Re: REVIEW: "Biometrics for Network Security", Paul Reid
From: Bruce Barnett (spamhater103+U041004162047_at_grymoire.com)
Date: 4 Oct 2004 20:48:48 GMT
"Richard S. Westmoreland" <firstname.lastname@example.org> writes:
I was asking about the author's opinion, because this should be an
indication of his bias and thoroughness to a topic. I'm not a
biometric expert, but biomterics can't solve every problemn in
isolation. An unbiased writer would cover these issues. But the
world is filled with people who think their technology will solve
every problem in the world.
> That should prevent any kind of replay attack, and streamline the process
> without the need of an additional smart card.
Well, how does one know the reader is trusted? I can walk up to a
Trojan'ed reader, and it can capture my thumbprint and replay it at a
>The data is
>decrypted at the server along with the ID (using the server side's expected
>ID), the ID is matched up in the database to confirm validity of the
This also requires the reader to be connected to the server in order
to be authenticated. If the network is down, or disconnected, the
person cannot be authenticated. So that's two potential problems.
I'm not trying to pick a fight. I was interested in the book, and I
wanted to see how well he covers the issues. For instance, biometrics
is just one of three factors that can be used for authentication
(something you know, something you have, and someone you are). And if
only biometrics is used, then this isn't always adequate. Bruce
Schneier made some good comments about the problems of using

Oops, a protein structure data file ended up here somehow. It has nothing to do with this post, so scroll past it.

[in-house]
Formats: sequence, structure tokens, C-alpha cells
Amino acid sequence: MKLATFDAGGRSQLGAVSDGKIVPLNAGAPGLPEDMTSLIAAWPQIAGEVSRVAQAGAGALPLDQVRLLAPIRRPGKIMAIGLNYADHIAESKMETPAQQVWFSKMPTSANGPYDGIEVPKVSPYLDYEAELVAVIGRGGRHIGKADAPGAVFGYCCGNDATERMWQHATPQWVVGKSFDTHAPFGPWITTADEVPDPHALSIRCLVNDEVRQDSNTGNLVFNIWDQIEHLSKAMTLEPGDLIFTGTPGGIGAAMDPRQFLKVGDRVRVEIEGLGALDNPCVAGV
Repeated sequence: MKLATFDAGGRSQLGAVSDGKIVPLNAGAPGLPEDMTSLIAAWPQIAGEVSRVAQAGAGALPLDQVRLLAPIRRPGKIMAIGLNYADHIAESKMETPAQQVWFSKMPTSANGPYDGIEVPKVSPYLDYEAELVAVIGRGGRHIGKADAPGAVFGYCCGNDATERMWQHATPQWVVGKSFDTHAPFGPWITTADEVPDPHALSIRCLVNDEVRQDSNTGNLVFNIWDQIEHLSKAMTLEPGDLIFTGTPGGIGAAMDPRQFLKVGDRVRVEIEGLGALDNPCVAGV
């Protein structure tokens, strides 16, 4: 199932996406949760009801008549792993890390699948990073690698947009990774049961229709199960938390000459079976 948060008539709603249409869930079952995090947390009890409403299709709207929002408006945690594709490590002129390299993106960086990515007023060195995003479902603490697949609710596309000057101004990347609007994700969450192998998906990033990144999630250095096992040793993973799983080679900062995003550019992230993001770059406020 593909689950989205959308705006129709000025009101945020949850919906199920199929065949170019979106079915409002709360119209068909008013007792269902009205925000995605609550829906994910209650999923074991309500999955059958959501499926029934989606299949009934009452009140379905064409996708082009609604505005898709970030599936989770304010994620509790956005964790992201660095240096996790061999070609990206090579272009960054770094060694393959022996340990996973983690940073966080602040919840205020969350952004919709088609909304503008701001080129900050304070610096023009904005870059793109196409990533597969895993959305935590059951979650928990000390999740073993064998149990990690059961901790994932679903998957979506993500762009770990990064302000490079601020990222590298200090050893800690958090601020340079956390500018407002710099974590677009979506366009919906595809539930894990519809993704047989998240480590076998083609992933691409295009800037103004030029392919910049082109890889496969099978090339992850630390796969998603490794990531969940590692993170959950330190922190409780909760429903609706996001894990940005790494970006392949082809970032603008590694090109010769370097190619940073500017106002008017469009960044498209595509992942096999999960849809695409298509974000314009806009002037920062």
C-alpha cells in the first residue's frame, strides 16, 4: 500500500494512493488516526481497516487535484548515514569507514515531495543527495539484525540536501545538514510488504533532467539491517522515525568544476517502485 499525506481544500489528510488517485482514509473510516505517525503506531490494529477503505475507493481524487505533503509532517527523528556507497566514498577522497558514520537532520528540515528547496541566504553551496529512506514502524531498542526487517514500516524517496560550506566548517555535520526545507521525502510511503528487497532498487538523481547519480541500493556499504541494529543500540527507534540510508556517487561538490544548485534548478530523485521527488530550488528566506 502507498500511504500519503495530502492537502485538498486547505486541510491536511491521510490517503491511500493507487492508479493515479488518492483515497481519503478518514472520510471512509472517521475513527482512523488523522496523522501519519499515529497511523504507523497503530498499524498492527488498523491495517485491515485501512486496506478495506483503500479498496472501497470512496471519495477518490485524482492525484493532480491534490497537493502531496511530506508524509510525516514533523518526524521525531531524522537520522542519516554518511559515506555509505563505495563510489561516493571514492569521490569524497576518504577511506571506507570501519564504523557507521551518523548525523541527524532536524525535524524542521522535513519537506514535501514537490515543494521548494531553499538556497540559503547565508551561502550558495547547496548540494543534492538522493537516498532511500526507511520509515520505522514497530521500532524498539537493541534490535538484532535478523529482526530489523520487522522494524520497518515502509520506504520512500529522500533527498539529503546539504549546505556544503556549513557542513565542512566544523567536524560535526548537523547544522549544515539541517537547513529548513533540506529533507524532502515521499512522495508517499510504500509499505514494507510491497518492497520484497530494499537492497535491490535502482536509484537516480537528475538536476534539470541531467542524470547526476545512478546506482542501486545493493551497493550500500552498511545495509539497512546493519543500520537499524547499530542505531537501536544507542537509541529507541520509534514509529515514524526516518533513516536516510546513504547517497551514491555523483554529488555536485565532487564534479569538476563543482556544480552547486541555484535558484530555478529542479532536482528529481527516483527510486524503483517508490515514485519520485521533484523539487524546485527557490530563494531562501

biometrics for authentication.
Two of the points he covers (my web proxy is down. Otherwise I'd give
you a reference) are:
Biometrics is PUBLIC information
Biometrics cannot be changed.
Once the fingerprint template is captured, it can be replayed. It's
not secret information. You can't revoke it and re-issue it to the end
Smartcards aren't the best solution to every problem, because they
cost more than thumbs. (:-)
But when combined with biometrics, they provide stronger authentication.
The way I understand it, you can do biometrics/smarcards in at least
three general categories.
1) The template is stored on the server.
Advantage: No smartcard or token is needed
Problem: Replay attacks, and inability to authenticate if disconnected
Advantage: The template is fetched from the card, not the
server. So the authentication can be done
Problem: a smartcard is needed with enough memory to store the
template Also - there is a danger of a replay attack
3) Match-on-Card - The algorithm to match the template is on the card,
as well as the template. Once this is done, the data in the card
can be unlocked, and the private key on the card can be used to
authenticate the individual. Usually the card will lock itself up
if too many bad attempts are made.
Problem: Getting the algorithm to work on a smartcard (cpu,
code size, etc.) Some companies tell me they do it, or are
planning to do it.
Advantage: Strong authentication, and inability to replay the
authentication sequence because the private key isn't known or
revealed - ever.
Smartcard also have problems. The software I am using doesn't
authenticate the reader. So the PIN can be stolen, and if the card is
then stolen, you are out of luck.
Another approach is the Sony Puppy - which as I understand it combines
a smartcard and thumbprint reader into one device. You take it with
you to authenticate yourself.
This Match-on-Card is what I believe the US Government want to use
with their Common Access Card. It only makes sense.
Are you telling me that these issues aren't covered in the book you
reviewed? Oh well.
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